iStarUSA D-400L-7 anyone? Or, yet another 4U chassis recommendation thread

Discussion in 'Chassis and Enclosures' started by matt_garman, Jul 26, 2019.

  1. matt_garman

    matt_garman Active Member

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    I've gone back and forth on home server cases more times than I care to admit. Every time I switch I promise myself, this time it's permanent. I haven't kept my promises. :)

    My current home server is housed in a Supermicro 825 (2U) series chassis. As much as I like SM stuff, there are two issues I want to address: interior height and the power supply.

    On the interior height: I don't have an immediate need for more height, but I have my eye on that Asrock Rack X470D4U board, and if I migrate to that, I'd like to not be too limited with CPU coolers. Also, bigger cases allow bigger fans, so they can run slower (read: quieter) while still providing enough airflow.

    The main issue is really the PSU: one, it's way over-powered for my humble setup; and two, it's loud. It's actually not that loud, but it's high-pitched and rather annoying. I could be mistaken, but it looks like SM doesn't make any low powered (say <300W) PSUs, and I think (at least with this case?) they are not standard 1U PSUs, so I can't just buy any old 1U PSU. Happy to be wrong here: if I can get a quiet(er), right-sized PSU, I'll likely be happy for now.

    That said, I'm looking to replace the chassis with a 4U rackmount. I'm afraid to stay with SM, partially due to cost, but mostly due to worry of being in the same boat regarding PSUs... I'd really like to use a plain old ATX power supply, as they are cheap, readily available and quiet. (I don't need redundancy for this home server. The current SM chassis has dual 1U hotswap PSUs, but I actually have one pulled for efficiency.)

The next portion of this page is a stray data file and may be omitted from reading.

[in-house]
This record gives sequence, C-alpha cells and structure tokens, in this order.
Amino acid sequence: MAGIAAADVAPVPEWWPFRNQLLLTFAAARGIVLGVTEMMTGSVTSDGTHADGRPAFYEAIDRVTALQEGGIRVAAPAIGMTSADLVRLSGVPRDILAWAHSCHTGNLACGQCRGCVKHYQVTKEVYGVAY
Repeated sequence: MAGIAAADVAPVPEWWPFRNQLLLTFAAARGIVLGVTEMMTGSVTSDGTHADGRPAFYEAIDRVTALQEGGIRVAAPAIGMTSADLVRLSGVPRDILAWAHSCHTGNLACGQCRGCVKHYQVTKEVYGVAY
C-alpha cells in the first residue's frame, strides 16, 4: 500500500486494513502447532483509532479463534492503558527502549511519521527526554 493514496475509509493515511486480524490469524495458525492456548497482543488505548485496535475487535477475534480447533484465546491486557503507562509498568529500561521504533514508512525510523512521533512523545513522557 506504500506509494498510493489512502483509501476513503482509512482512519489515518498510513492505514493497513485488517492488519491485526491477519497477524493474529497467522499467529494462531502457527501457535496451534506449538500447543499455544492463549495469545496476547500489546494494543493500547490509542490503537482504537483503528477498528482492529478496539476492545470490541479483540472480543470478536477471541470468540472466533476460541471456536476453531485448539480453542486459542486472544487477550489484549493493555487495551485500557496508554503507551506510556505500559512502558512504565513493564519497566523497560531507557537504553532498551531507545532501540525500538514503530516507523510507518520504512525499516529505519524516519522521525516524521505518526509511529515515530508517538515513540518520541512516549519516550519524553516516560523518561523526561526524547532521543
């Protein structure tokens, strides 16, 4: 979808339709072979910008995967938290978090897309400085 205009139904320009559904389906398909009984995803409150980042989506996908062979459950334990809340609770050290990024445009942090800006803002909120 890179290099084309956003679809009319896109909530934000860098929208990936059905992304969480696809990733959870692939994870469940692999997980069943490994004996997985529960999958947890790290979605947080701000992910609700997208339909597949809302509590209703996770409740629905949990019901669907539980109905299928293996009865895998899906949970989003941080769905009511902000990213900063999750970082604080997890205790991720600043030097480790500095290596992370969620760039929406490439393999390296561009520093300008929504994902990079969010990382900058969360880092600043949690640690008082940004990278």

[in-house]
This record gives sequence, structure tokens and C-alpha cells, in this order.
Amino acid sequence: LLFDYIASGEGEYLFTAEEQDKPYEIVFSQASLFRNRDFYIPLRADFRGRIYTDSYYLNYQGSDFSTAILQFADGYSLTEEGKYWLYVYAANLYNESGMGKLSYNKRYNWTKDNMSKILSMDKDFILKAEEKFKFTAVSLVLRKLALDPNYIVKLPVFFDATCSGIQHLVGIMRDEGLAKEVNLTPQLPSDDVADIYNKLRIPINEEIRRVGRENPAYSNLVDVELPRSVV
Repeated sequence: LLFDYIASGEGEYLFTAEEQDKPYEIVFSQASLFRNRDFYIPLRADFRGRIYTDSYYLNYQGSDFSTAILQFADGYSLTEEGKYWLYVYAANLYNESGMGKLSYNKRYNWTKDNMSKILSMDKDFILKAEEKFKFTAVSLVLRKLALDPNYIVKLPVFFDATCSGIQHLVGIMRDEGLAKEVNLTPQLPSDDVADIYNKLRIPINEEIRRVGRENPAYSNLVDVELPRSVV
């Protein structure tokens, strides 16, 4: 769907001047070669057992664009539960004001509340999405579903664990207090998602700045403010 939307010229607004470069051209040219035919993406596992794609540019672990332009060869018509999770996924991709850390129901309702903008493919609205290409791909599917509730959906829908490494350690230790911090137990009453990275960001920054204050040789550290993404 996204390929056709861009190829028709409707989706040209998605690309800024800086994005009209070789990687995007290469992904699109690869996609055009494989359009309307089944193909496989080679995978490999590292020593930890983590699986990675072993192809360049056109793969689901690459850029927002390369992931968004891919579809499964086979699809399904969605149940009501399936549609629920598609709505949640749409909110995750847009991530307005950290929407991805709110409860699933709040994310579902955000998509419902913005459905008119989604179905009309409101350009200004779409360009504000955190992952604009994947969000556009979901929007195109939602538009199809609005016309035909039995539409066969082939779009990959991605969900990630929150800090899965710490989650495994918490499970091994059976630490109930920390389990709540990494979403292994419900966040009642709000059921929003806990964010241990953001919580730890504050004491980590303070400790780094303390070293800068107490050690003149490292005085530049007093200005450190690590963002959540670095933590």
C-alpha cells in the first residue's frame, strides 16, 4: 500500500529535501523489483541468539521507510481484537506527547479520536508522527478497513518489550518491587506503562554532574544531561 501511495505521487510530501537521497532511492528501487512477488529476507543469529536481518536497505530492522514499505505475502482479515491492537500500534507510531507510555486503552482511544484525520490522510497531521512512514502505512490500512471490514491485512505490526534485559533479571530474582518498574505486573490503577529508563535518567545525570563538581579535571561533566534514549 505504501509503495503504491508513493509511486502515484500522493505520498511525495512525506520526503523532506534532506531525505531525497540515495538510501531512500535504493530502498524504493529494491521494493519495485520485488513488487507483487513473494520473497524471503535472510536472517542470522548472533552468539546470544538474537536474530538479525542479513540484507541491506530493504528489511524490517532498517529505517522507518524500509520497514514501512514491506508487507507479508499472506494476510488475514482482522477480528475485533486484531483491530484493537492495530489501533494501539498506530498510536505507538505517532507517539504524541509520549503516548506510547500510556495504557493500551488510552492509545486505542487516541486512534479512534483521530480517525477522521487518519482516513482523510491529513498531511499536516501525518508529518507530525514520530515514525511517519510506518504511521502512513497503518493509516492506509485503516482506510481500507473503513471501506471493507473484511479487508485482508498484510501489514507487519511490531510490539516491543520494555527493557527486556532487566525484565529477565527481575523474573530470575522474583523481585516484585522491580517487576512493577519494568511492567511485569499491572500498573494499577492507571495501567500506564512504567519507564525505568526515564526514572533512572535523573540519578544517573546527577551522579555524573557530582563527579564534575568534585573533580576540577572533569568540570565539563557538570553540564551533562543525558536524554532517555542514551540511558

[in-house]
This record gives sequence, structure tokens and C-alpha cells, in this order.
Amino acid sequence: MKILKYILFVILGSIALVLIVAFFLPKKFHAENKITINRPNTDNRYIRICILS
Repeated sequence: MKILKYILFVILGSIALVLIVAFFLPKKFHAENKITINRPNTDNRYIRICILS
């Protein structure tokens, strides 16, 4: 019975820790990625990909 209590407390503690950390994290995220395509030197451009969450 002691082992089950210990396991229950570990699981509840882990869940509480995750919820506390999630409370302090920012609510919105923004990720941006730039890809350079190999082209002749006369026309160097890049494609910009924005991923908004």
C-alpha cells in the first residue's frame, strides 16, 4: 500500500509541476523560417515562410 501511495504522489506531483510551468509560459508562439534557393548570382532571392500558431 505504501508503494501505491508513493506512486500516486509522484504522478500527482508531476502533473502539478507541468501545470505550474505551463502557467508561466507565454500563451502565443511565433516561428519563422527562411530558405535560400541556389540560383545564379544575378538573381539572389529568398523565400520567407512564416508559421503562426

I only have four 3.5" spinning drives (plus one 2.5 SSD and one M.2 SSD). Hot-swap is nice to have, but not absolutely necessary, as long as the drives are reasonably easy to access/change.

    So, after a fair amount of searching, I landed on this: iStarUSA D-400L-7. Note the "L" (for "long") which gives it enough room for the 3x120mm fan panel in the middle. Just over $200 online. ATX power supply. All those 5.25" bays could house 3.5" drives (using adapters) or could accommodate hotswap racks if I want to get fancy.

    Other cases that meet my requirements, but fall short, include:
    • Rosewill RSV-L4x00 (e.g. RSV-L4500) - some reports of this not actually fitting and working smoothly with sliding rails in a rack cabinet; also, not sure if the 5.25" bays are standard enough to accommodate generic hotswap caddies (i.e. is it restricted strictly to Rosewill caddies?).
    • Various Norco offerings - I don't need SM quality, but in my experience, Norco goes too far in the other direction. I had a Norco 4U many years ago, and found out the hard way it's actually too wide to be used with sliding rails in a standard 19" rack. Also the front panel buttons physically broke (and stopped working).

    Anything I'm overlooking?

    Other than the drives I mentioned, the rest of the server is an x10sdv-tln4f (Xeon D-1541).